Since I am always looking for the quick and convenient route in cooking, I do not make my own pasta sauce. Many of my friends do, but I stick to a jar of organic pasta sauce from my local grocery store. I always check the label to make sure there are less than seven ingredients, that it is low in sodium, and that it is gluten and dairy free. If you do not have dietary restrictions and are just looking for a quick meal… use any pasta sauce that you’d like. You could even grab an alfredo sauce if you prefer! [I heated a small amount of my pre-made sauce in the microwave, and then poured it on top of my steamed and drained zucchini noodles.]

Since I have a dairy allergy, I use Daiya brand cheese. I have found that this cheddar block-style cheese is great for shredding.

I grabbed a slice of my favorite gluten free bread and toasted it. While it was toasting, I softened a tablespoon of nondairy butter and added minced garlic to it. When the toast was finished, I spread the garlic butter on top to complete my meal. From start to finish, this took less than 30 minutes to make. I believe now that I know how to use my Veggie Spaghetti tool, this could easily be a 15-minute meal.

If you have a little more time on your hands, you can do so much with this meal. Need more subsistence? Brown ground turkey or extra-lean beef and add it to your pasta sauce. Want chicken fettuccine? Add grilled chicken breast (or strips of rotisserie chicken) to alfredo sauce. Be creative! Healthy doesn’t have to be boring.

Spaghetti Squash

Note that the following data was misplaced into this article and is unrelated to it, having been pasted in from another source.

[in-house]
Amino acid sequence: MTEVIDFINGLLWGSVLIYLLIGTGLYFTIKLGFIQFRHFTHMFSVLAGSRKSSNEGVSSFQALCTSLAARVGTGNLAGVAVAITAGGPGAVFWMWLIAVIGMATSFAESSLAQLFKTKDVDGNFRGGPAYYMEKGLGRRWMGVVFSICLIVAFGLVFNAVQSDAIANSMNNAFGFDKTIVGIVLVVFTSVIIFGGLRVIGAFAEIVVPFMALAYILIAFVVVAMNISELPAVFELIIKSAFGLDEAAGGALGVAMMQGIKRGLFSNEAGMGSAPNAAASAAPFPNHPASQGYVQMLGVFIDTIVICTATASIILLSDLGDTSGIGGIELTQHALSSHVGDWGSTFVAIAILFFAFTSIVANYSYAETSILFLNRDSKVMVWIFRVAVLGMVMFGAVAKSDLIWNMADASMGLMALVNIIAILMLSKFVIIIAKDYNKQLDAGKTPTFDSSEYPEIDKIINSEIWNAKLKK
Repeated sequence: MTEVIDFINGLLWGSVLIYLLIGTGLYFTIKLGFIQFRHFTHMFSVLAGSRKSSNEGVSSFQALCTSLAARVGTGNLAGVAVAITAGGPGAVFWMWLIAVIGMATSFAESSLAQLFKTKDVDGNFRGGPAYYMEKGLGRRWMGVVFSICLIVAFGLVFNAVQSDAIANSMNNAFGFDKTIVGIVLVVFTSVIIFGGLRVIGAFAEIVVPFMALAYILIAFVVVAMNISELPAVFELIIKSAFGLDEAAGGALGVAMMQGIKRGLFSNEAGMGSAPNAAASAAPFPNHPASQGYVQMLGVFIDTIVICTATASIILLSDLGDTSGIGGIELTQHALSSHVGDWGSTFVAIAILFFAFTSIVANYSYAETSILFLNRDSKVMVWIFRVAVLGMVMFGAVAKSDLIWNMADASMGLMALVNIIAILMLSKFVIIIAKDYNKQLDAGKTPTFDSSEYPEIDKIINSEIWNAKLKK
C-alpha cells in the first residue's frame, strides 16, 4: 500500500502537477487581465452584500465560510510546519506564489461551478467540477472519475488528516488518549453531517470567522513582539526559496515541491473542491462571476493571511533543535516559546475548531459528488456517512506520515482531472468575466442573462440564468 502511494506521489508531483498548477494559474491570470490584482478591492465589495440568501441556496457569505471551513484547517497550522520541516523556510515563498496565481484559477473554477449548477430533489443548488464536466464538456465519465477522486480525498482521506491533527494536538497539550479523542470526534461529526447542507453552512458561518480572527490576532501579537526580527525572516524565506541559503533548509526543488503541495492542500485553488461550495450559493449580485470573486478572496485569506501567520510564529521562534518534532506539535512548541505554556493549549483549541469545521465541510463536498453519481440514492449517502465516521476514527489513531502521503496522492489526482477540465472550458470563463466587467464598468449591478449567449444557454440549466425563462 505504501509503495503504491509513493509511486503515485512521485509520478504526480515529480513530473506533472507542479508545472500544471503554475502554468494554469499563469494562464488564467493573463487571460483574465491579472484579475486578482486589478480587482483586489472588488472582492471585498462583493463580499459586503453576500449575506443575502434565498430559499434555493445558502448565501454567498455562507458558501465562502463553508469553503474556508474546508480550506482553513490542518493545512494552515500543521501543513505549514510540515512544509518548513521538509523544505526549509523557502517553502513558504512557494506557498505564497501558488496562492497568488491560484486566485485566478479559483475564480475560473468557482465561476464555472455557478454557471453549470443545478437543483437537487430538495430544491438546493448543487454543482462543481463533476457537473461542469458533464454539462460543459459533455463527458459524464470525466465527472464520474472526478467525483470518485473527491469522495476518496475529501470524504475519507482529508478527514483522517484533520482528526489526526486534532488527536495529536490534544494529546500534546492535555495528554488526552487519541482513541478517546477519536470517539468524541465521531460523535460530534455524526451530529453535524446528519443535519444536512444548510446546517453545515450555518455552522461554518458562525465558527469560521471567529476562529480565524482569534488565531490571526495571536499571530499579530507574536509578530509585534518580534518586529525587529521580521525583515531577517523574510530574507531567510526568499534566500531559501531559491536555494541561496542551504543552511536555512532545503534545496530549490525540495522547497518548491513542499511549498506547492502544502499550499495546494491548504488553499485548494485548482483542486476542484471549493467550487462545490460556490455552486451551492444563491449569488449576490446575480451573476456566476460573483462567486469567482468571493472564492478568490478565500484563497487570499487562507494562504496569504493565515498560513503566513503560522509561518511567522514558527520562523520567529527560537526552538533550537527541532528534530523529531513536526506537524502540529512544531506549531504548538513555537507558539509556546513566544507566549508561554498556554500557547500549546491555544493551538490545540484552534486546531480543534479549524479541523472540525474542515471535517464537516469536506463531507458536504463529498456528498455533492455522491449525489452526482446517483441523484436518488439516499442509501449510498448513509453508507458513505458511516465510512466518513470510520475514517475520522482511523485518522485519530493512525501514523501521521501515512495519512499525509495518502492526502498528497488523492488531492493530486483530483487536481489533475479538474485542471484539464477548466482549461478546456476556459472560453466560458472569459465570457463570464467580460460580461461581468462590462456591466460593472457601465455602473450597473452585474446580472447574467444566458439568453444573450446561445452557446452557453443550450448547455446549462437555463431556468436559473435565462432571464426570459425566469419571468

The first time I purchased a spaghetti squash, it came with a little sticker complete with cooking directions.  The directions said to bake the squash at 375 degrees for 40 minutes. It seemed like the longest preparation time ever. I was reluctant to purchase the squash again because of it. However, the squash had such a unique consistency and a delicious flavor that I decided to try it again.

Years later, I have perfected a fast, healthy recipe for anyone who loves food with Italian flare!

Ingredients:
spaghetti squash
zucchini
tomato
extra virgin olive oil
garlic
Italian seasonings
nutritional yeast

First, split the spaghetti squash in half using a large knife. Depending on the density of the squash, it may be a little difficult. Take your time and be careful. Once the squash is in half, spoon out the seeds and pulp. Place the squash halves face down on a plate and microwave for 8 – 10 minutes.

While the squash is cooking, cube zucchini and tomato. Set tomato aside.

In a saucepan, add just enough olive oil to cover the bottom. Add garlic cloves (these can be chopped if you prefer) and let cook for a minute. Then add the zucchini to the pan. Sprinkle with Italian seasonings.

Usually by the time my squash has cooked and slightly cooled, the zucchini is tender. With a fork, begin running in a stem-to-end direction to separate the strands of your spaghetti squash. You will immediately see the resemblance to spaghetti noodles. Remove as much of the squash as you can and place it into a bowl.

Add cooked zucchini and fresh tomatoes, and toss. You may want to add more Italian seasoning at this point, depending on your taste. Top with nutritional yeast.

A small-to-medium spaghetti squash usually makes two servings.

There you have it; a tasty Italian meal in under 30 minutes!

Bring on the Broccoli